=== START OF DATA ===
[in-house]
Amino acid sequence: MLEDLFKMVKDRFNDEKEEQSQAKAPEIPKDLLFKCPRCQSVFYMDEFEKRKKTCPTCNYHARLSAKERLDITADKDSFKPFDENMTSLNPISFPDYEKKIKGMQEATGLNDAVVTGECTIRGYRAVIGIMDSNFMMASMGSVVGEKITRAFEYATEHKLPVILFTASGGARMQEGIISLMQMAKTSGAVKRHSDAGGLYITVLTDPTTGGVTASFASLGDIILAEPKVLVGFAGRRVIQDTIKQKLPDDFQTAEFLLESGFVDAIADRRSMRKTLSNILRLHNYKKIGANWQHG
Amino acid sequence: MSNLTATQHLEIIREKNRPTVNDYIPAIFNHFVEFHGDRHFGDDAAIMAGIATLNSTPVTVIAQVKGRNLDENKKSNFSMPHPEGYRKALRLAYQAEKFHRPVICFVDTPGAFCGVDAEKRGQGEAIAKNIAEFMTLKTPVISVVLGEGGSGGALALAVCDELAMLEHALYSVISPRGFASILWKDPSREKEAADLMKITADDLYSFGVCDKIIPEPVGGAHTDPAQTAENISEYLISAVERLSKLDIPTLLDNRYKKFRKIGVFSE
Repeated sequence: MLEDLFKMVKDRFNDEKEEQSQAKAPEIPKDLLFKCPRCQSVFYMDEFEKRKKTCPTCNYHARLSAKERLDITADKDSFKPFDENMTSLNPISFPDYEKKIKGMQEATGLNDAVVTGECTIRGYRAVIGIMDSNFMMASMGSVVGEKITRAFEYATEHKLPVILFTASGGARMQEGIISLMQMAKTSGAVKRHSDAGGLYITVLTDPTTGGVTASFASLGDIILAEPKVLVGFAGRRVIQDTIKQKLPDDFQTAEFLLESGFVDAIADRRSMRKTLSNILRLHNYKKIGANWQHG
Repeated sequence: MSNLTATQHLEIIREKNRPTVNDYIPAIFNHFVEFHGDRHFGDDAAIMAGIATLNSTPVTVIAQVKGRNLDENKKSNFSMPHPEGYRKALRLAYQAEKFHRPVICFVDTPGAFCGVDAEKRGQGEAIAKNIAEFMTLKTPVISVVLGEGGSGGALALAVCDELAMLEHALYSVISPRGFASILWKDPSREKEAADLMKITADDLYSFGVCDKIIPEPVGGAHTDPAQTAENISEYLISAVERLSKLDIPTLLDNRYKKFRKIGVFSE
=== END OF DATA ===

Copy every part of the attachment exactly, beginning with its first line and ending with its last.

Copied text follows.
[in-house]
Amino acid sequence: MLEDLFKMVKDRFNDEKEEQSQAKAPEIPKDLLFKCPRCQSVFYMDEFEKRKKTCPTCNYHARLSAKERLDITADKDSFKPFDENMTSLNPISFPDYEKKIKGMQEATGLNDAVVTGECTIRGYRAVIGIMDSNFMMASMGSVVGEKITRAFEYATEHKLPVILFTASGGARMQEGIISLMQMAKTSGAVKRHSDAGGLYITVLTDPTTGGVTASFASLGDIILAEPKVLVGFAGRRVIQDTIKQKLPDDFQTAEFLLESGFVDAIADRRSMRKTLSNILRLHNYKKIGANWQHG
Amino acid sequence: MSNLTATQHLEIIREKNRPTVNDYIPAIFNHFVEFHGDRHFGDDAAIMAGIATLNSTPVTVIAQVKGRNLDENKKSNFSMPHPEGYRKALRLAYQAEKFHRPVICFVDTPGAFCGVDAEKRGQGEAIAKNIAEFMTLKTPVISVVLGEGGSGGALALAVCDELAMLEHALYSVISPRGFASILWKDPSREKEAADLMKITADDLYSFGVCDKIIPEPVGGAHTDPAQTAENISEYLISAVERLSKLDIPTLLDNRYKKFRKIGVFSE
Repeated sequence: MLEDLFKMVKDRFNDEKEEQSQAKAPEIPKDLLFKCPRCQSVFYMDEFEKRKKTCPTCNYHARLSAKERLDITADKDSFKPFDENMTSLNPISFPDYEKKIKGMQEATGLNDAVVTGECTIRGYRAVIGIMDSNFMMASMGSVVGEKITRAFEYATEHKLPVILFTASGGARMQEGIISLMQMAKTSGAVKRHSDAGGLYITVLTDPTTGGVTASFASLGDIILAEPKVLVGFAGRRVIQDTIKQKLPDDFQTAEFLLESGFVDAIADRRSMRKTLSNILRLHNYKKIGANWQHG
Repeated sequence: MSNLTATQHLEIIREKNRPTVNDYIPAIFNHFVEFHGDRHFGDDAAIMAGIATLNSTPVTVIAQVKGRNLDENKKSNFSMPHPEGYRKALRLAYQAEKFHRPVICFVDTPGAFCGVDAEKRGQGEAIAKNIAEFMTLKTPVISVVLGEGGSGGALALAVCDELAMLEHALYSVISPRGFASILWKDPSREKEAADLMKITADDLYSFGVCDKIIPEPVGGAHTDPAQTAENISEYLISAVERLSKLDIPTLLDNRYKKFRKIGVFSE